But again, as it had done before, his mind stumbléd over the thought of Jill. Jill was a darling. He stood up, making himself grin.
“Top of the ladder, eh?” he echoed. “Well, there’s a swell view. Come up and see me some time.”
“I’m on the way,” the girl said.
Her voice rang. She stood up, too, and went to clamber into her canoe, moored by the bank. Jack gave its bow a gentle shove. “Good-by,” she called. “Thank you.” “Good-by,” he answered.
Jill came to slip her arm through his, adding:
“Come again. Do, really. Come often.” Lucy Jerrold waved her paddle. She whipped the boat’s head about skilfully and shot off, moving fast.
“She’s nice,” Jill murmured. “But what a hard life. Thank goodness we don’t have to strain like that.”
He didnlt answer. He lollowed her toward the house. But secretly he was protesting. It wasn’t strain, in that girl. It was strength. Eagerness. Ambition. That was what he lacked, what they both lacked, Jill might thank goodness for it, but a man needed ambition. Perhaps you could learn it. Perhaps you could catch it, like an inspiring disease. He hoped Lucy Jerrold would come again.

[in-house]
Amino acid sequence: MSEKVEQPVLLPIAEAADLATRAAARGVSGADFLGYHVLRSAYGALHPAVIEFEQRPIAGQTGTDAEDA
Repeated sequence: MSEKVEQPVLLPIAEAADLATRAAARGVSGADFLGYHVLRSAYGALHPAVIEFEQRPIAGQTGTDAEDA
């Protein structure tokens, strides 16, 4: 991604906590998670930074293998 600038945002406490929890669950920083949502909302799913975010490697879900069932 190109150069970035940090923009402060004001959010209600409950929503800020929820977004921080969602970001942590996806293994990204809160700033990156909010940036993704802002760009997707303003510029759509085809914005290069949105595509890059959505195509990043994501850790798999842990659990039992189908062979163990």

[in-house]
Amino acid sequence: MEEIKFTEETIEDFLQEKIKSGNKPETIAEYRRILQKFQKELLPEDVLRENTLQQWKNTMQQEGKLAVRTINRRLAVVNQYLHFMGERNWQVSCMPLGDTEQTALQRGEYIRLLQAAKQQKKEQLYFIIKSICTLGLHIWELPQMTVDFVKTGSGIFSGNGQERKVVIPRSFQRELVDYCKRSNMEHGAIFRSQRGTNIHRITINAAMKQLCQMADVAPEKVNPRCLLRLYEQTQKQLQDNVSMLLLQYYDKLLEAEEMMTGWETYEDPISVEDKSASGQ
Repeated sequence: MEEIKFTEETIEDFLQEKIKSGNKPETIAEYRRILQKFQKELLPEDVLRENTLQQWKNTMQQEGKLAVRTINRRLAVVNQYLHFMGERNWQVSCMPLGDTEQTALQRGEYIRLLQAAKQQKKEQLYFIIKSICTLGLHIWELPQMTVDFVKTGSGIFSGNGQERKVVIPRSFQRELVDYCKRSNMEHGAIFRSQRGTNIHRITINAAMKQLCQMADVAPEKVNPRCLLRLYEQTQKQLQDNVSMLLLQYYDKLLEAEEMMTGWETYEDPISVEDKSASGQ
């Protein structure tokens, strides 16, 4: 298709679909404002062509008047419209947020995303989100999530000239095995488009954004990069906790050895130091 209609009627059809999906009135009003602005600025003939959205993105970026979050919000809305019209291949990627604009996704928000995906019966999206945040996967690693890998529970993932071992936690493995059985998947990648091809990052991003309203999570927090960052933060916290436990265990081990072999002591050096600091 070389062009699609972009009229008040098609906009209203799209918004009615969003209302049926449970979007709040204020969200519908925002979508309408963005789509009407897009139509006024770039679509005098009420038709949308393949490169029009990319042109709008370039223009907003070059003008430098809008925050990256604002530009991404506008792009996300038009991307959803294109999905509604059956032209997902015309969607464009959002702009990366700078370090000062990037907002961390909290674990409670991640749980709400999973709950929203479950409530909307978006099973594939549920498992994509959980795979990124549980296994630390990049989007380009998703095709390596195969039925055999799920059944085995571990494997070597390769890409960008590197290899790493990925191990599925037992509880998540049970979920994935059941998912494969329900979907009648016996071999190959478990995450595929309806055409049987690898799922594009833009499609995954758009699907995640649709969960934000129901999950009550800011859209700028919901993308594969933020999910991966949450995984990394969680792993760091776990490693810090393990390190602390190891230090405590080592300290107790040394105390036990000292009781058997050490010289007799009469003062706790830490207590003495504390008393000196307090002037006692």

She did. A week or so later her canoe nosed their bank once more, propelled this time, not drifting. She wasn’t shy. She was quite simply and unquestioningly friendly. Again they sat and talked. On another day Jill, driving the small roadster, met her walking along the road and brought her home for lunch. After that the three of them were together often.
Jack accepted it. After the first day he stopped analyzing the queer dynamic effect Lucy had on him. He was content
to be with her and watch her vivid beauty and feel this new zest. Jill was content, too. If she noticed that he laughed more and drank less, she was glad of it.
HPHEY WERE beside the lake as they so often were. The afternoon was cool, breezy, with clouds dimming the sun at intervals. Lucy wore a plain linen dress and Jack had on slacks and a sweater. Only Jill, who never missed a day at it, was dressed for swimming.
“Phew!” Lucy murmured. “I’m exhausted.”
Jill glanced at her.
“Practising again? Well, I suppose you want to work like that.”
“Of course 1 do. And it’s just the beginning of wanting.”
“That’s cryptic. What does it mean?” “Why it means l want so much. Everything. I want a career and fame and plenty of money. And love. I’m eaten up with wanting things. Aren’t you, sometimes?” j “Never,” Jill chuckled. And she said, as ! she had said once before: “I’ve got everything.”
“Yes. You have, haven't you?” Lucy seemed to think it over. "It must be wonderful.”
Jack sat up straight.
"It’s not!” he blurted.
They both turned toward him.
“Not?” Lucy asked. “Why not?”
He had never said it out loud before. But this time, because he was looking at a j vivid, intent face, he did say it.